4. We used special glittery pink and silver washi tape to draw out the lines of connection between each family member. Right now there are blank spaces but we will be filling in those soon.
  5. One further step – we had every person write down what they were grateful for. Our three year old was grateful for our family and, fittingly, Washi tape. 
Once we completed this tree, we could point to each line and name and say to Emily, “You are the older sister of your three younger siblings; the daughter of mama and papa; the granddaughter of grandpa and grandma on both papa and mama’s sides; and then niece of your aunts, uncles; cousin of your cousins, etc. That is your context.” Emily’s eyes lit up and she exclaimed,”Ahhh…!” What was wonderful was that, as comparatively big as our family might be with four kids, when we looked at our extended family tree we could see the more extensive network of loving bonds that went outwards to our cousins, aunts, uncle and grandparents. Looking at the pink and silver lines on our tree, we could see those above, below, left, right, front and back, our little microcosm became that much more complex and wonderful. Personally, I grew up in a small family with very little contact with my relatives as my parents had immigrated to the United States before I was born. This being as such, I never had strong ties or relationships with my grandparents and cousins and so I never understood the wonderful world of cousins, aunts, uncles and grandmas and grandpas. Now as a parent, I’m very happy that my children have very strong bonds of love and trust with their relatives and hope to keep them strong through constant communication and exchange. This is our family tree at the moment. What would your family tree look like? Happy Holidays!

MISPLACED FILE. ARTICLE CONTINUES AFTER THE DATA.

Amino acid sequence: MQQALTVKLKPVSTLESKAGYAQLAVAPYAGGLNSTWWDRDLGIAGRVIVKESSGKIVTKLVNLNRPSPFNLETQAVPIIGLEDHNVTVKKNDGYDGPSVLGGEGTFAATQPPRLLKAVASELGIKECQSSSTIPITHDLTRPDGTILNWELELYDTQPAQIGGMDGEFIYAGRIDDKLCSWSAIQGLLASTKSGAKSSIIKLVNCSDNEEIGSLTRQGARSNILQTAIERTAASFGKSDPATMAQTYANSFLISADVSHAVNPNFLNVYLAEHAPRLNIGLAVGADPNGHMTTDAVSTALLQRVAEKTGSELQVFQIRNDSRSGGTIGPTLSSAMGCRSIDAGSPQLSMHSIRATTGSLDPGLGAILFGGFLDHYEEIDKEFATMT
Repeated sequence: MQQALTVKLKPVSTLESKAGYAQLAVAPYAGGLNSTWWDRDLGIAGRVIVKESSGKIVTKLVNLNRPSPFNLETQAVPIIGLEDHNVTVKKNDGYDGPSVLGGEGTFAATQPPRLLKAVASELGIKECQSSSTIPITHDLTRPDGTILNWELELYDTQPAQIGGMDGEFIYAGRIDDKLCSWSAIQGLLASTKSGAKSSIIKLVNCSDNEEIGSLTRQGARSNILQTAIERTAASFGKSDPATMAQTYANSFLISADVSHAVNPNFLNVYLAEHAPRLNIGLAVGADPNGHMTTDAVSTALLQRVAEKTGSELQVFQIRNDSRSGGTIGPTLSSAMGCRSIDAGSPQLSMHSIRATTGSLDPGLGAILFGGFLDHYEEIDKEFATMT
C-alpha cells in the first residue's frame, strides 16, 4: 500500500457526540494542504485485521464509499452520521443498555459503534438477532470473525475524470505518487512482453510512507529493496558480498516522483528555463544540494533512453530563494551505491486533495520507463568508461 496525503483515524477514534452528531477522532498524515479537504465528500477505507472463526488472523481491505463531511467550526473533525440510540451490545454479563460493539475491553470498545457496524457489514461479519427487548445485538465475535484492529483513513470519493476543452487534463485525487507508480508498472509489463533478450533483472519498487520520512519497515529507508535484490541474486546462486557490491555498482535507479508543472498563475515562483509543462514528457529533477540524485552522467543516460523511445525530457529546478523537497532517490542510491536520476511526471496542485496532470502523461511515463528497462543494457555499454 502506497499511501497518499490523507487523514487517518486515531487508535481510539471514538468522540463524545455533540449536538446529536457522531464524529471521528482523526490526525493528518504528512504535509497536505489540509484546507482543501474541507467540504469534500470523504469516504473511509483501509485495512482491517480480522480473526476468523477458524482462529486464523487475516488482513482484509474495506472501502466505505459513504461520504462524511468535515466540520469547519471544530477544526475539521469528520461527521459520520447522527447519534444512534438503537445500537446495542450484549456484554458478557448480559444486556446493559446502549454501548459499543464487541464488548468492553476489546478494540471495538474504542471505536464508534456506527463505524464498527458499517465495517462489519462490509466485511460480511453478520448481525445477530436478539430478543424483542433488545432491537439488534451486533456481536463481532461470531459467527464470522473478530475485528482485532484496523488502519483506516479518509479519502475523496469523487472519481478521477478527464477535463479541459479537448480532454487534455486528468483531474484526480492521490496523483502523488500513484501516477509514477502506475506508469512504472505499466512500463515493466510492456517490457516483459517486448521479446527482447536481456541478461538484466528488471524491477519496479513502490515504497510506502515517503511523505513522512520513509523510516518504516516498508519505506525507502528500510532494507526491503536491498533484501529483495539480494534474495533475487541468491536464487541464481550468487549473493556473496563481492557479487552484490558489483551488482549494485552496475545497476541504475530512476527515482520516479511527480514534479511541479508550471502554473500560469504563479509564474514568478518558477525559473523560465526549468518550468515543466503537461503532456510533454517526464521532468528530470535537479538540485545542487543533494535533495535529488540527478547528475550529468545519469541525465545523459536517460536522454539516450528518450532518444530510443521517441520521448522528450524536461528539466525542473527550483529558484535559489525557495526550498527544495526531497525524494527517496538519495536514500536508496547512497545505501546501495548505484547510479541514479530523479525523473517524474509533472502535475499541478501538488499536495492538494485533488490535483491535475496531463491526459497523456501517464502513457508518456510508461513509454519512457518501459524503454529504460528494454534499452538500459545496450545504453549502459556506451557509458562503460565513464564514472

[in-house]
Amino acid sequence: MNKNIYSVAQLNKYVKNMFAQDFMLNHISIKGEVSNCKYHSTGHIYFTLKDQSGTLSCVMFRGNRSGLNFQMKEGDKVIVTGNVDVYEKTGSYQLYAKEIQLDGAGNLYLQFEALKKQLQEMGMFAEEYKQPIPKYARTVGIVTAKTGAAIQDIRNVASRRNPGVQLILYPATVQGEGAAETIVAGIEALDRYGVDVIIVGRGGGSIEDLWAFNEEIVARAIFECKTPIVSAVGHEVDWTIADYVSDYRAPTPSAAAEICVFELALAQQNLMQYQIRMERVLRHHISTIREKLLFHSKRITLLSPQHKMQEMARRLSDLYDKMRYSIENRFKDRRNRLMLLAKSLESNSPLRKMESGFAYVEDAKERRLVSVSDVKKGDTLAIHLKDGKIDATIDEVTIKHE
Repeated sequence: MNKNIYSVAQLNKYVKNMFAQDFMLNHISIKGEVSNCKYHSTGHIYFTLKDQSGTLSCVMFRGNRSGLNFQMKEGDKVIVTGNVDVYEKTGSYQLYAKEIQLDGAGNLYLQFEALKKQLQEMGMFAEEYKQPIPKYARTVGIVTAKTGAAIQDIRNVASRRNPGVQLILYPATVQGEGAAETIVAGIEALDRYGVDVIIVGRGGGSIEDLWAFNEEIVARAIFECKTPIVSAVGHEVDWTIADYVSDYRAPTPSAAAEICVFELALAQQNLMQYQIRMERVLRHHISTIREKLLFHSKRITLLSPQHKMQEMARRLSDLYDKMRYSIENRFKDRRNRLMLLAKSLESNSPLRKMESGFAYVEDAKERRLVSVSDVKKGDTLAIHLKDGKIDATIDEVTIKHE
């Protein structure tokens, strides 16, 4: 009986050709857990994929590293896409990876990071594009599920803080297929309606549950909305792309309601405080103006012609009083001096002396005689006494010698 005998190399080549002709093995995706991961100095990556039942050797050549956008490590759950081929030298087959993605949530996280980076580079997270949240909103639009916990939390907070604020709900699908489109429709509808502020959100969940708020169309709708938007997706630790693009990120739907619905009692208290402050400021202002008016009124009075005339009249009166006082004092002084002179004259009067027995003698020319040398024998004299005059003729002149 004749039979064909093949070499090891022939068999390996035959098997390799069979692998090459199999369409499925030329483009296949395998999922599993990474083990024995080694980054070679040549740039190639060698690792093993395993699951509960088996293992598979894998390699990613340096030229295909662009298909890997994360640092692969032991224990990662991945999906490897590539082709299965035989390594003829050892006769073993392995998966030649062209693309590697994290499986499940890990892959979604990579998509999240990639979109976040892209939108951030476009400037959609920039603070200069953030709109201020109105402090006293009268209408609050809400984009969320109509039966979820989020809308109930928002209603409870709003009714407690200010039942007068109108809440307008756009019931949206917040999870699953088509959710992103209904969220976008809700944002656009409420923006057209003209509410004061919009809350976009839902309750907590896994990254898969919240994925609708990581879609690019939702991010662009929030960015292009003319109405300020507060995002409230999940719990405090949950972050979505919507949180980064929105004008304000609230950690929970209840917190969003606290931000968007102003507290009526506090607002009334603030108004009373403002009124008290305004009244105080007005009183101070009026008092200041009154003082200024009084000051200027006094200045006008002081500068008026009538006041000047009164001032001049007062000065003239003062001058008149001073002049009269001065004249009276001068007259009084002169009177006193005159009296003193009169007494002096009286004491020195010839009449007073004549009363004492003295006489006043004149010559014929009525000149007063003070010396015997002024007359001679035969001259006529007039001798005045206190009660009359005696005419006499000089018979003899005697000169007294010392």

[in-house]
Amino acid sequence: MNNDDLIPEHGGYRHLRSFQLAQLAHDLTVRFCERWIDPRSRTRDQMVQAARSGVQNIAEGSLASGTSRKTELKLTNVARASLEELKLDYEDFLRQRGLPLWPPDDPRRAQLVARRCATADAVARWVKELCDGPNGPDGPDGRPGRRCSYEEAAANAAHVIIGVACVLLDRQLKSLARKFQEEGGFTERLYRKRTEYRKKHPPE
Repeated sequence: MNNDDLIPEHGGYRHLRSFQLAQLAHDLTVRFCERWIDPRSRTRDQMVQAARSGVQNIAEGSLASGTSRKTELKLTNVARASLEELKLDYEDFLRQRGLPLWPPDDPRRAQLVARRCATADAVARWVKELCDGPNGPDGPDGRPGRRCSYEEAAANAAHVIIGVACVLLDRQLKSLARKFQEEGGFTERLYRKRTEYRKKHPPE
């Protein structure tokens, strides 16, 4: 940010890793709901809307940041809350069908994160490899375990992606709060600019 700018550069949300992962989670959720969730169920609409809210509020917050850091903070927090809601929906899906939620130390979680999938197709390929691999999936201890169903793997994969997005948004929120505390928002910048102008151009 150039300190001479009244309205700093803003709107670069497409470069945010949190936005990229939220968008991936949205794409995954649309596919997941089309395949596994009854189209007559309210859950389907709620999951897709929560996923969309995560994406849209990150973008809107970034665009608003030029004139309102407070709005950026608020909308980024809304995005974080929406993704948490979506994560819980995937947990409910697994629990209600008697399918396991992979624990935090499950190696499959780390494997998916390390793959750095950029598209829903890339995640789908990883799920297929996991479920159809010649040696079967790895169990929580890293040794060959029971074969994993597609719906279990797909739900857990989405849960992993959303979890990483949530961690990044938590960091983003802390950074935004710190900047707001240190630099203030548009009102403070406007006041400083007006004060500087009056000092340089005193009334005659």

Slow and Steady

Slow and Steady

In the confrontation between the stream and the rock, the stream always wins not through strength but perseverance.”

Jackson Brown Jr.
American author

My niece was always naturally athletic. In kindergarten, she was always the fastest in her class and when she got to elementary school, she was easily the fastest girl in her grade. In first grade, she won the school marathon and so was given the coveted position of relay race runner. This was something kids repeated to each other in hushed tones, “She’s a relay race runner.” This was said regardless of its relevance to the topic at hand.

So, when she was picked to be a relay race runner in second grade, it was somewhat expected. Not only was she a relay race runner, she was also in the anchor position, an added honor rewarded only to the fastest of the bunch.